Because we were able to recover ru2 l7R41R p/+Del(p)47DTD progeny, we consider the interval for l7R41R (2033SJ) indicated in Fig. Fig.22 [i.e., proximal to the Del(p)47DTD proximal breakpoint] to be the most likely map position for this locus. However, we have observed in the deletion-mapping crosses fewer ru2 l7R41R p/+Del(p)47DTD progeny than might be expected [e.g., we obtained only three such progeny in 27 in the original crosses, and only 14 in 97 progeny in a set of repeat crosses (P < 0.005, by χ2 analysis for the latter crosses)]. Such lower-than-expected numbers could not be correlated with distal extents of deletions, and we saw no evidence of neonatal or juvenile loss of pink-eyed test classes, as was apparent in crosses involving l7R5 (see below). The next smaller proximally extending deletion, Del(p)2MNURf, complements l7R41R, as we observed no statistically significant difference from the expected number of pink-eyed progeny. Consequently, although we believe l7R4 maps proximally to the Del(p)47DTD proximal breakpoint, amid the [l7R2, l7R3, ru2] cluster, we have indicated in Fig. Fig.22 an uncertainty in its map position because of this potential effect of the Del(p)47DTD deletion (possibly caused by a position effect) on the recovery of ru2 l7R41R p/+Del(p)47DTD progeny in mapping crosses.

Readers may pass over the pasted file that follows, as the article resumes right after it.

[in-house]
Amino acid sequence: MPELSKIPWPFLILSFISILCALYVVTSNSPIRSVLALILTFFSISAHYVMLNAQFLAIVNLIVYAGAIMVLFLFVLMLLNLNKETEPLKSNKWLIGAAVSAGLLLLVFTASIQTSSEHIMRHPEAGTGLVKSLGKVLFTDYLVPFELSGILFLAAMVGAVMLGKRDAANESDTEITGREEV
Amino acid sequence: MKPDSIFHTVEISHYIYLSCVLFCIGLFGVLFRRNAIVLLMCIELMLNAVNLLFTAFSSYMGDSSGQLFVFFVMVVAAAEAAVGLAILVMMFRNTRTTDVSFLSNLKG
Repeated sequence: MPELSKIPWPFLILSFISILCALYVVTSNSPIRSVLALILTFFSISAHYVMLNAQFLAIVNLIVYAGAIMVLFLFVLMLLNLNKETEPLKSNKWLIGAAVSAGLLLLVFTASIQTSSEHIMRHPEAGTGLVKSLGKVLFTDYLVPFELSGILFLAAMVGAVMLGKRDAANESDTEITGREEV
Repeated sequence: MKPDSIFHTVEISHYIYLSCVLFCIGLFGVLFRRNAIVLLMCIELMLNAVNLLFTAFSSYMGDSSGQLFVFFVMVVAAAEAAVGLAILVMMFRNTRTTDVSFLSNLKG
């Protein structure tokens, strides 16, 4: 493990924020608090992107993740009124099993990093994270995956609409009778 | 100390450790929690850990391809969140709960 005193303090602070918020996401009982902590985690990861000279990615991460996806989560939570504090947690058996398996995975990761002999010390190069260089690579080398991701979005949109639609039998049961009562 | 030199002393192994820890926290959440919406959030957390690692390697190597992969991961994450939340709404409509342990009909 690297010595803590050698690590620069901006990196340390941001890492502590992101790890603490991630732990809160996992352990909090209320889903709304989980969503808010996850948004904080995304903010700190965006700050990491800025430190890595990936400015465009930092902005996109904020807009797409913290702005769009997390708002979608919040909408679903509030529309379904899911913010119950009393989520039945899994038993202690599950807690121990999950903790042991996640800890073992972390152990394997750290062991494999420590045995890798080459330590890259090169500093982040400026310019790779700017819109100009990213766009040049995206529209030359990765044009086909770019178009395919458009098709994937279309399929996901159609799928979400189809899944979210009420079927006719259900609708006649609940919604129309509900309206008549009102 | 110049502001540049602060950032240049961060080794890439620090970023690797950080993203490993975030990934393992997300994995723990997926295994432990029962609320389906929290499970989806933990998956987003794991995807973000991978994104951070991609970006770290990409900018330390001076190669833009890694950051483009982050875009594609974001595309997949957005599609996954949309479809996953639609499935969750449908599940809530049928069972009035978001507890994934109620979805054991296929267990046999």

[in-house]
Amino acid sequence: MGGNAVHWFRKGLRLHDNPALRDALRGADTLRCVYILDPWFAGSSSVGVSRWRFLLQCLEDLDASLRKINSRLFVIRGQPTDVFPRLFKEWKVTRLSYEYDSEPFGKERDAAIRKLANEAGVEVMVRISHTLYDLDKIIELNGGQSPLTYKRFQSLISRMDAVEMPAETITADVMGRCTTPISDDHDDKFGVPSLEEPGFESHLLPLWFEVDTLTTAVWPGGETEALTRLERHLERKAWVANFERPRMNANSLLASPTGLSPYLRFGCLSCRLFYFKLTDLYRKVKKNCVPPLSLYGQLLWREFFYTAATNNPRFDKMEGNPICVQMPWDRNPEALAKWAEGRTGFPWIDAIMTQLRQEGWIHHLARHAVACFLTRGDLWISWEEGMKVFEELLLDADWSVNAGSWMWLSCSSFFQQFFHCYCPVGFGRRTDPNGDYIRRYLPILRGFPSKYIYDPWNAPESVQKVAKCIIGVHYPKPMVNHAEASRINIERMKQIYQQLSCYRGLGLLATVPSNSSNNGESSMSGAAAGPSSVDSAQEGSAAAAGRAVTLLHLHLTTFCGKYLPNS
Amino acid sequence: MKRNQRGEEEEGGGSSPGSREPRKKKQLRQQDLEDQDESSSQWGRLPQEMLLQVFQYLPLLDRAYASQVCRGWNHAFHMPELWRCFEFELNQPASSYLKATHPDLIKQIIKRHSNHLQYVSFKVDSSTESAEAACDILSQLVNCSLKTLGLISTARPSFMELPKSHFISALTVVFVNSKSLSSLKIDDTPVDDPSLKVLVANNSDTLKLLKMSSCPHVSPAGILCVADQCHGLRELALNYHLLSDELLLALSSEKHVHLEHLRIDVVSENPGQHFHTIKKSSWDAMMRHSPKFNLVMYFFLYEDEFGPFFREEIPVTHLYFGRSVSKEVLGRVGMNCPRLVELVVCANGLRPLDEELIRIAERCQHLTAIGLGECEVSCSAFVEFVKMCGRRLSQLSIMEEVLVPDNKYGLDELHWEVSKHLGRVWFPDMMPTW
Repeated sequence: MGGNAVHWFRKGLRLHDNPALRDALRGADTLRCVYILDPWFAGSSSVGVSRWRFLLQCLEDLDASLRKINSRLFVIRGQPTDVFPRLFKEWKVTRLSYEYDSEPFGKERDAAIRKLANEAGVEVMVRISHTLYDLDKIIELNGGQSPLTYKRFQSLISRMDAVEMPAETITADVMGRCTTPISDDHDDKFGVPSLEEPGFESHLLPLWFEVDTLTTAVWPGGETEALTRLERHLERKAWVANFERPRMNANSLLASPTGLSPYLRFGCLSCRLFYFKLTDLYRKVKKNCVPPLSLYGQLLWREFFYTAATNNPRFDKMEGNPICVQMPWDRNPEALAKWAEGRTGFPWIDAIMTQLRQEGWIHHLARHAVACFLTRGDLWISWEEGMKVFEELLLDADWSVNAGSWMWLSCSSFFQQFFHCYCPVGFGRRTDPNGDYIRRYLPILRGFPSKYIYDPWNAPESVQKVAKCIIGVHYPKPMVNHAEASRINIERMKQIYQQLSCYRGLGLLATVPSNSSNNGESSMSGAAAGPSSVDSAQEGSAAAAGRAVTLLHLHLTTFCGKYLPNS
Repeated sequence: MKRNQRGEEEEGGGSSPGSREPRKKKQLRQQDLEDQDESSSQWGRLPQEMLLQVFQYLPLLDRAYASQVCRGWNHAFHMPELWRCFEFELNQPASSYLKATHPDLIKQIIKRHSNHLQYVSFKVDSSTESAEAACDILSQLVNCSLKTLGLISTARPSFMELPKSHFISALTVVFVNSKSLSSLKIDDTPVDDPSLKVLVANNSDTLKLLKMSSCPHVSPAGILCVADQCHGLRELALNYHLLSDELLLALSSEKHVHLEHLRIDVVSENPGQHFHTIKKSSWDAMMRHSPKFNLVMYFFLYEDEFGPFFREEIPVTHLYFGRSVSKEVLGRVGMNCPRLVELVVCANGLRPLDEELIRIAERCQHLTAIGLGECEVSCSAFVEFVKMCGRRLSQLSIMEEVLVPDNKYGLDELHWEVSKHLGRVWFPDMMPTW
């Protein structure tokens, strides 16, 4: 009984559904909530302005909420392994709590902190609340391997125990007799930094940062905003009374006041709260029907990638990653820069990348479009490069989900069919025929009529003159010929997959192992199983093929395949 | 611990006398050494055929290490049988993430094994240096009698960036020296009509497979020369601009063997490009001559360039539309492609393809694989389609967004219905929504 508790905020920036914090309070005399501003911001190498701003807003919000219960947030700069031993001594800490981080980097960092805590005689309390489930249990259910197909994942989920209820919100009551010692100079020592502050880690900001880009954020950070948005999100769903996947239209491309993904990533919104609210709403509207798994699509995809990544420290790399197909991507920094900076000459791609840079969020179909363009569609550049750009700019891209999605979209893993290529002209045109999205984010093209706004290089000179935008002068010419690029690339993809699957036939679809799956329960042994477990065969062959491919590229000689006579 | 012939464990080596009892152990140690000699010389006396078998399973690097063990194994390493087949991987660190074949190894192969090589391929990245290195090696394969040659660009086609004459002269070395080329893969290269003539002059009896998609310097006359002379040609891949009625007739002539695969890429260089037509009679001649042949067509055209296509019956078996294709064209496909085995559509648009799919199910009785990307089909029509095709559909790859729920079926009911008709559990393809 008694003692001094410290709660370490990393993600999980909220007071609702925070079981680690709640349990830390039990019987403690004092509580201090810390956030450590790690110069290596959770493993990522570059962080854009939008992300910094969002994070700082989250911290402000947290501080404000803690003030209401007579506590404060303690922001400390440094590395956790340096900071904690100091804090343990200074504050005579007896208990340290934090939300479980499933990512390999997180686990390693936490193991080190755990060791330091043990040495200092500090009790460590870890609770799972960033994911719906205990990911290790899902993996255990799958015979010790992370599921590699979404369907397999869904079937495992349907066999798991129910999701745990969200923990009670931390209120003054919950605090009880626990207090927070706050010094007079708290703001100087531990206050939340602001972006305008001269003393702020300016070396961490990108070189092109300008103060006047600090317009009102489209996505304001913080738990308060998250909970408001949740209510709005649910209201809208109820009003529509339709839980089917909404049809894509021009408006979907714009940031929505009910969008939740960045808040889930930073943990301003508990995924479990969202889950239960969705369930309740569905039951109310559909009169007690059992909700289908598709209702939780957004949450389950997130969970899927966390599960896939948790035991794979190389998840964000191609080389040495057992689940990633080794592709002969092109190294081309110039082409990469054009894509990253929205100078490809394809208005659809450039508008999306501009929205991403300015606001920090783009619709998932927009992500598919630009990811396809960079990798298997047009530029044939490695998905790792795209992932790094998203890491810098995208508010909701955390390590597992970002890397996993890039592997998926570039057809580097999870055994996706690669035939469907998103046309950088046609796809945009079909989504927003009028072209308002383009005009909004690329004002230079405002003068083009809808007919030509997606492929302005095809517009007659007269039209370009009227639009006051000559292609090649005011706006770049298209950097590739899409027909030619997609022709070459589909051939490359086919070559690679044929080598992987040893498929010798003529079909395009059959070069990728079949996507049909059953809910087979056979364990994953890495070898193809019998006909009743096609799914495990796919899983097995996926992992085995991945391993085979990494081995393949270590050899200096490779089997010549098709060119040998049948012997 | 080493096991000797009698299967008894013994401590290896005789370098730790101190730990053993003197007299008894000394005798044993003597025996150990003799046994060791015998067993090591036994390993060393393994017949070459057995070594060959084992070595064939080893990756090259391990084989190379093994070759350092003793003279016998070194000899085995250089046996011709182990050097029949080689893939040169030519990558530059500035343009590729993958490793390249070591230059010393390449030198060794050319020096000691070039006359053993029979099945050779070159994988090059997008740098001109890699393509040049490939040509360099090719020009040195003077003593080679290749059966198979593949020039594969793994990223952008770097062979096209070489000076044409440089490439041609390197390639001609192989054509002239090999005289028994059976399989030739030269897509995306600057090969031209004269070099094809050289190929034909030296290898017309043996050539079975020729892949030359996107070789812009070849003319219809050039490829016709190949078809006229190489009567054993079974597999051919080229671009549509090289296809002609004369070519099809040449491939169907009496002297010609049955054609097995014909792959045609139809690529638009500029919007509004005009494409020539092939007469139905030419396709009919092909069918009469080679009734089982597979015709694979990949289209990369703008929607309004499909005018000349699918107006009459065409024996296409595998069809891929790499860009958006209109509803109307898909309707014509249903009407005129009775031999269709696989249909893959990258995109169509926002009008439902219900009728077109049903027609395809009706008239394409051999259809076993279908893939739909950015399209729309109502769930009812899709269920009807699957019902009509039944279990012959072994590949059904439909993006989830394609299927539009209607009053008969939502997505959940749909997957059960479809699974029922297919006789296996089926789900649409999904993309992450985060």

Visible and Postnatally Lethal Mutations.

The deletion-mapping analyses provided evidence for at least three loci defined by visible or postnatally lethal mutations. First, the one viable runting mutation (22SJ) was complemented by all p deletions tested (Table (Table2)2) except Del(ru2 p)46DFiOD, which suggested that this locus, provisionally designated fit2 (fitness-2), mapped between the proximal breakpoints of the Del(ru2 p)46DFiOD and Del(p)47DTD deletions, amid the [l7R2, l7R3, l7R4 ru2] cluster (Fig. (Fig.2).2). However, fit21R (22SJ) was complemented by each of the other 10 mutations identified, indicating that it defines a separate complementation group.